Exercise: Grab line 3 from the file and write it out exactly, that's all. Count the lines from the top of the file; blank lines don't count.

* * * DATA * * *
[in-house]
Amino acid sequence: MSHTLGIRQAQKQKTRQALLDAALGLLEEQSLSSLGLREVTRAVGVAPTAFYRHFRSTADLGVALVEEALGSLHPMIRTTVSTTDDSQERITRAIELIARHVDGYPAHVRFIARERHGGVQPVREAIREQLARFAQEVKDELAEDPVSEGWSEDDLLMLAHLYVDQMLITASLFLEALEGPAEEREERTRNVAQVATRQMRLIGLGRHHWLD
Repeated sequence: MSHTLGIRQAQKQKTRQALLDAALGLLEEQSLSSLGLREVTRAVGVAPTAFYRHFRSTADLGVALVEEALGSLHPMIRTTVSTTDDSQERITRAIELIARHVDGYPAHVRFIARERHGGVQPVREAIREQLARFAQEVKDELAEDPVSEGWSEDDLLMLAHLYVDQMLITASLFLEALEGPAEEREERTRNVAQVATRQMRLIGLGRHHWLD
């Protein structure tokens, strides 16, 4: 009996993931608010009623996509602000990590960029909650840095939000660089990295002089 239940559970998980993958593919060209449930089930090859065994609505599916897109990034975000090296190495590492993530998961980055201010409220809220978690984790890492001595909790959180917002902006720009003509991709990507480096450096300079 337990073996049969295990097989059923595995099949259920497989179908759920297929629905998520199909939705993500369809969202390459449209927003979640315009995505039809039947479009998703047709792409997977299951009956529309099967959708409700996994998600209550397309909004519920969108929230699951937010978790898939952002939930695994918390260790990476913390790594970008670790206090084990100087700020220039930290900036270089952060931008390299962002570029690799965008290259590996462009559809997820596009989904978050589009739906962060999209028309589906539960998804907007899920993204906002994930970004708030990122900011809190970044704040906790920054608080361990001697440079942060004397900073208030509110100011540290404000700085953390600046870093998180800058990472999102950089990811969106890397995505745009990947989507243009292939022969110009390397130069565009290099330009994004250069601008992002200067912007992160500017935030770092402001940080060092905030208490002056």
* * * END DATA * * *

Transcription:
Repeated sequence: MSHTLGIRQAQKQKTRQALLDAALGLLEEQSLSSLGLREVTRAVGVAPTAFYRHFRSTADLGVALVEEALGSLHPMIRTTVSTTDDSQERITRAIELIARHVDGYPAHVRFIARERHGGVQPVREAIREQLARFAQEVKDELAEDPVSEGWSEDDLLMLAHLYVDQMLITASLFLEALEGPAEEREERTRNVAQVATRQMRLIGLGRHHWLD